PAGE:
In recent decades, the rising share of commonly subsidized renewable energy especially affects the operational strategy of conventional power plants. In pursuit of flexibility improvements, extension of life cycle, in addition to a reduction in start-up time, General Electric has developed a product to warm-keep high/intermediate pressure steam turbines using hot air. In order to optimize the warm-keeping operation and to gain knowledge about the dominant heat transfer phenomena and flow structures, detailed numerical investigations are required. Considering specific warm-keeping operating conditions characterized by high turbulent flows, it is required to conduct calculations based on time-consuming unsteady conjugate heat transfer (CHT) simulations.

In order to investigate the warm-keeping process as found in the presented research, single and multistage numerical turbine models were developed. Furthermore, an innovative calculation approach called the Equalized Timescales Method (ET) was applied for the modeling of unsteady conjugate heat transfer (CHT). The unsteady approach improves the accuracy of the stationary simulations and enables the determination of the multistage turbine models. In the course of the research, two particular input variables of the ET approach — speed up factor (SF) and time step (TS) — have been additionally investigated with regard to their high impact on the calculation time and the quality of the results. Using the ET method, the mass flow rate and the rotational speed were varied to generate a database of warm-keeping operating points.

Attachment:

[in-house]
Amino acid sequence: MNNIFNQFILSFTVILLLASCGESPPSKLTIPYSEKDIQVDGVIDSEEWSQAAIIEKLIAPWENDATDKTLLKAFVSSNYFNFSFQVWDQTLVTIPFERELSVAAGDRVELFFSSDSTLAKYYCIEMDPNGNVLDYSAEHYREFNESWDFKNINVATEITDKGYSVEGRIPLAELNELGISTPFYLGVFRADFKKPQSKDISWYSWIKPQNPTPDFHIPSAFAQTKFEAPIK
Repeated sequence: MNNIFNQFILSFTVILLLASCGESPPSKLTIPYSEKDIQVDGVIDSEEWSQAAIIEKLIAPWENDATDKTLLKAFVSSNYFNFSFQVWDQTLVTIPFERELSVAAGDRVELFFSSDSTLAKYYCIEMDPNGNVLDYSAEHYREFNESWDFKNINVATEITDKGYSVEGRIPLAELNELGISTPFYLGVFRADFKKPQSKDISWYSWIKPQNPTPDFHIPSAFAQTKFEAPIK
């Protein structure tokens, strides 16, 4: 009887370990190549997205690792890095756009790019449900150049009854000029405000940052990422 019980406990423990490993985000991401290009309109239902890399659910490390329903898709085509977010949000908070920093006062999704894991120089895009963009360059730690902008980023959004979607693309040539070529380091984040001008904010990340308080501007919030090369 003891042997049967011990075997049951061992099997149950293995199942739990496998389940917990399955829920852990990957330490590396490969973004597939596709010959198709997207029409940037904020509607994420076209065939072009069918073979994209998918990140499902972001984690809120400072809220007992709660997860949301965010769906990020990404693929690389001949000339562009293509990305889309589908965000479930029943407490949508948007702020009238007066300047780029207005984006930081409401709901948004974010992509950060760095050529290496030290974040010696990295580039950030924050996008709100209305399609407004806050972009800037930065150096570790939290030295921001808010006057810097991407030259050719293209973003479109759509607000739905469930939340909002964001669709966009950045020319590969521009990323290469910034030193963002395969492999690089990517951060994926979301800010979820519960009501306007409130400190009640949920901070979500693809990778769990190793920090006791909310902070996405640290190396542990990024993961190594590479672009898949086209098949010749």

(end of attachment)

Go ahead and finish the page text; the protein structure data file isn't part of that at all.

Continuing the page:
The main goal of this work is to provide a comprehensive knowledge of the flow field and heat transfer in a wide range of turbine warm-keeping operations and to characterize the flow patterns observed at these operating points. For varying values of flow coefficient and angle of incidence, the secondary flow phenomena change from well-known vortex systems occurring in design operation (such as passage, horseshoe and corner vortices) to effects typical for windage, like patterns of alternating vortices and strong backflows. Furthermore, the identified flow patterns have been compared to vortex systems described in cited literature and summarized in the so-called blade vortex diagram. The comparison of heat transfer in the form of charts showing the variation of the Nusselt-numbers with respect to changes in angle of incidence and flow coefficients at specific operating points is additionally provided.

This content is only available via PDF.
You do not currently have access to this content.